In a May, 2021 press release, Gartner asserted that, by 2025, 70% of organizations will change their orientation from big to small and wide data, providing more context for analytics and making artificial intelligence (AI) less data-hungry. “Taken together, they can use available data more effectively, either by reducing the required volume or extracting more value from unstructured, diverse data sources,” said Jim Hare, distinguished research vice president at Gartner. Small data is an approach that requires less data but still offers valuable insights. Wide data enables the analysis and synergy of various small and large, unstructured and structured data sources. The following provides some views for the discussion as to why this trend is gaining momentum.
AI Tools and Project Segmentation Are Crucial Factors
Today, AI is empowering almost all industry segments. Data generation, cloud storage, affordable computing and commoditized algorithms have taken center stage in AI activities. But when it comes to current machine learning initiatives, decision-makers who provide the budgets for these initiatives see their interest and trust waning. According to a US Census Bureau 2020 report, just under 9% of all major US companies use AI productively. Several industry reports put the failure rate of large-scale AI projects at anywhere between 70% and 80%.
Small DataSt. Martin’s Press
In contrast, picking a small project to get started can show demonstrable progress and ensures that one has the right team to solve the problem. To reach this goal – at the very least – a company needs to have a data scientist and a machine-learning engineer. According to the US Bureau of Labor Statistics, there is a need for 11.5 million data science professionals by 2026 in the United States alone, compared to the three million currently available. According to the report, the low AI adoption is not due to a lack of willingness but to three significant challenges:
- Complexity of AI technology.
- Unavailability of the right talent.
Rather than following the “old” path of managing big data with big projects, a different mind-set is necessary in two respects: First, break down the project into smaller segments and select out-of-the-box tools that match your business needs best. The market for quality tools is rapidly expanding. The companies providing consultancy services to install and maintain these tools are also growing and significantly reducing the workforce bottleneck in small- to mid-sized corporations.
The corporate inventory might also include tools that rely on giant data sets, such as the transformer models to build Natural Language Processing (NLP) applications (voice bots for customer support). If implemented successfully, this tool strategy will strengthen the human factor within the human–machine relationship for solving problems. Likewise, this process will foster creativity and innovation as humans have more time to think and reflect.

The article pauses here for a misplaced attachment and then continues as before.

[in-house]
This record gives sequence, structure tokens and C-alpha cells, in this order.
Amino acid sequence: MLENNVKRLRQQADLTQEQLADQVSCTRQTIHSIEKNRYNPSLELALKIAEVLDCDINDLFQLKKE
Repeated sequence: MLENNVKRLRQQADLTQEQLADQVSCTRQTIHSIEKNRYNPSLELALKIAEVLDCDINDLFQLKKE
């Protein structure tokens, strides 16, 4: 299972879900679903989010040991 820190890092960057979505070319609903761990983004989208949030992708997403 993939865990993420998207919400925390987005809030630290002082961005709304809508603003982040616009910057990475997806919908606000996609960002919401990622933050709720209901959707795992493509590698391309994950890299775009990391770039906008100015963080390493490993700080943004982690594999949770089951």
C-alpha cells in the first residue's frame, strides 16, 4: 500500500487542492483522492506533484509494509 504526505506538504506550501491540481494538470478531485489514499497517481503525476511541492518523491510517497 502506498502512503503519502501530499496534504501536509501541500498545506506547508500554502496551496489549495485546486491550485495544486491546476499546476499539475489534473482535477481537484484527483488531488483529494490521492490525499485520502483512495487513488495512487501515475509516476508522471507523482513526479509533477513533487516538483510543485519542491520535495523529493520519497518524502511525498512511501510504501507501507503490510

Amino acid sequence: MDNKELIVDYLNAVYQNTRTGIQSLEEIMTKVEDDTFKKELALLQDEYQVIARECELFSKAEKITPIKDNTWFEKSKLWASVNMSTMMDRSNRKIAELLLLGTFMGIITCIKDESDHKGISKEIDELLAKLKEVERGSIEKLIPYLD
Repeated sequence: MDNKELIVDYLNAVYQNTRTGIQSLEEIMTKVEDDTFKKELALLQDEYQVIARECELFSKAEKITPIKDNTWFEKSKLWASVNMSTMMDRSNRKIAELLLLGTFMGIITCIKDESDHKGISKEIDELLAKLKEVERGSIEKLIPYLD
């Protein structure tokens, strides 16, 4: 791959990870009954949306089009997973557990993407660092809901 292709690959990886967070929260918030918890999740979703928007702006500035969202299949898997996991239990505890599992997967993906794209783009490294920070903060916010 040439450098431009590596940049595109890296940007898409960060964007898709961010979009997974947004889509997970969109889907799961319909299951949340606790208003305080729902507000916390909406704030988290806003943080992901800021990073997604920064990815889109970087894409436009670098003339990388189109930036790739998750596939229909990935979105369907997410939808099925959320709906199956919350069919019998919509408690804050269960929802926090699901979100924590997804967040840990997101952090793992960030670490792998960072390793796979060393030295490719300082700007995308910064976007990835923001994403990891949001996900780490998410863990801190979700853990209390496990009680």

A Neural Analogy to Creativity
A new fMRI study conducted by researchers at UCLA in 2022 suggests that creativity in artists and scientists is related to random connections between distant brain regions using a vast network of rarely used neural pathways. “Our results showed that highly creative people have a unique brain connectivity that tends to stay off the beaten track. While non-creatives tended to follow the same routes across the brain, highly creative people made their own roads”, Ariana Anderson of UCLA’s Semel Institute for Neuroscience and Human Behavior said in a news release. As a result of this latest neuroimaging study, it appears that creativity blossoms when people get off the beaten path inside their brains. Although creativity has been studied for decades, little is known about its biological bases. And even less is understood about the brain mechanisms of exceptionally creative people, said senior author Robert Bilder, director of the Tennenbaum Center for the Biology of Creativity at the Semel Institute.
The Creativity LeapBerrett-Koehler Publishers
This uniquely designed study included highly creative people representing two different domains of creativity – visual arts and the sciences. The study was based on an IQ-matched comparison group to identify markers of creativity, not just intelligence.
Exceptional creativity was associated with more random connectivity, a pattern that is less ‘efficient’ but would appear helpful in linking distant brain nodes to each other.Robert Bilder
Bilder, who has more than 30 years of experience in researching brain-behavior relationships, said, “The fact that Big C [highly creative] people have more efficient local brain connectivity may relate to their expertise. Consistent with some of our prior findings, highly creative people may not need to work as hard as other smart people to perform certain creative tasks.”
The Poetry and Music of ScienceOxford UP
To draw an analogy, one could conclude that the quality of AI tools applied in a corporate setting plus an orientation towards small data does raise the level of creativity and innovation with more time available to think and reflect.
From Big to Small